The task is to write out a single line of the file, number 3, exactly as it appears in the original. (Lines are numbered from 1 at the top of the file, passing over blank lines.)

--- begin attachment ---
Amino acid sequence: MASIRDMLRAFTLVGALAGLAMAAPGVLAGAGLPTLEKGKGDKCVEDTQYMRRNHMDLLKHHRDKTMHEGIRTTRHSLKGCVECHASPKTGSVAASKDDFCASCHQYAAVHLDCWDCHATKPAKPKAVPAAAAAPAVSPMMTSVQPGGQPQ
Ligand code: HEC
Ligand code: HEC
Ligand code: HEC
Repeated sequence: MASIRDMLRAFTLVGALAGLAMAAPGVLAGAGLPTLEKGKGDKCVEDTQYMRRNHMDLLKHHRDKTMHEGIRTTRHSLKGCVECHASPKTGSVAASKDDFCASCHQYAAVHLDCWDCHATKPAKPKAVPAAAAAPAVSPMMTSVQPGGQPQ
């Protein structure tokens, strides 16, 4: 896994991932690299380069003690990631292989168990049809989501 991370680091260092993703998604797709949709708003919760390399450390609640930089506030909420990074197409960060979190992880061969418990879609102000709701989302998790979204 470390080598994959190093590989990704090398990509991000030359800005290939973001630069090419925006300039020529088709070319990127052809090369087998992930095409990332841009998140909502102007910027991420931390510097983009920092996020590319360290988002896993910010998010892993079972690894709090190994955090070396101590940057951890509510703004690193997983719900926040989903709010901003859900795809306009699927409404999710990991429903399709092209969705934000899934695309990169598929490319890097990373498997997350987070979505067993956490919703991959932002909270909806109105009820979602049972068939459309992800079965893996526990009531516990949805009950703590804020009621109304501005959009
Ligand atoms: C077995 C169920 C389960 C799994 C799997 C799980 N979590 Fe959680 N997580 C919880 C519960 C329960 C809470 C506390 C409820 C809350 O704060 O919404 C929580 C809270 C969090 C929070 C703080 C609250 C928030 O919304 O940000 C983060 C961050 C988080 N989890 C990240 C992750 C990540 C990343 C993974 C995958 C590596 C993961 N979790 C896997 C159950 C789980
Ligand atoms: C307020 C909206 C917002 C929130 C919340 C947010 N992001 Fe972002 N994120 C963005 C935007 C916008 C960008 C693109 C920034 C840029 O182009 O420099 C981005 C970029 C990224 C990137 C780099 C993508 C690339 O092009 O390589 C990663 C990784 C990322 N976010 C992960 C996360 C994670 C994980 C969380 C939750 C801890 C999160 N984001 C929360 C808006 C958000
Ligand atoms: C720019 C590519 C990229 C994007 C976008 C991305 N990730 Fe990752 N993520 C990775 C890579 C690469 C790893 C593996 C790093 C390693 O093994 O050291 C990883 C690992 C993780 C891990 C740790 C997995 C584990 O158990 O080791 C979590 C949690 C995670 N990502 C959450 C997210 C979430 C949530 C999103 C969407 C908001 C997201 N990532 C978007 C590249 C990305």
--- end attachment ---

Ligand code: HEC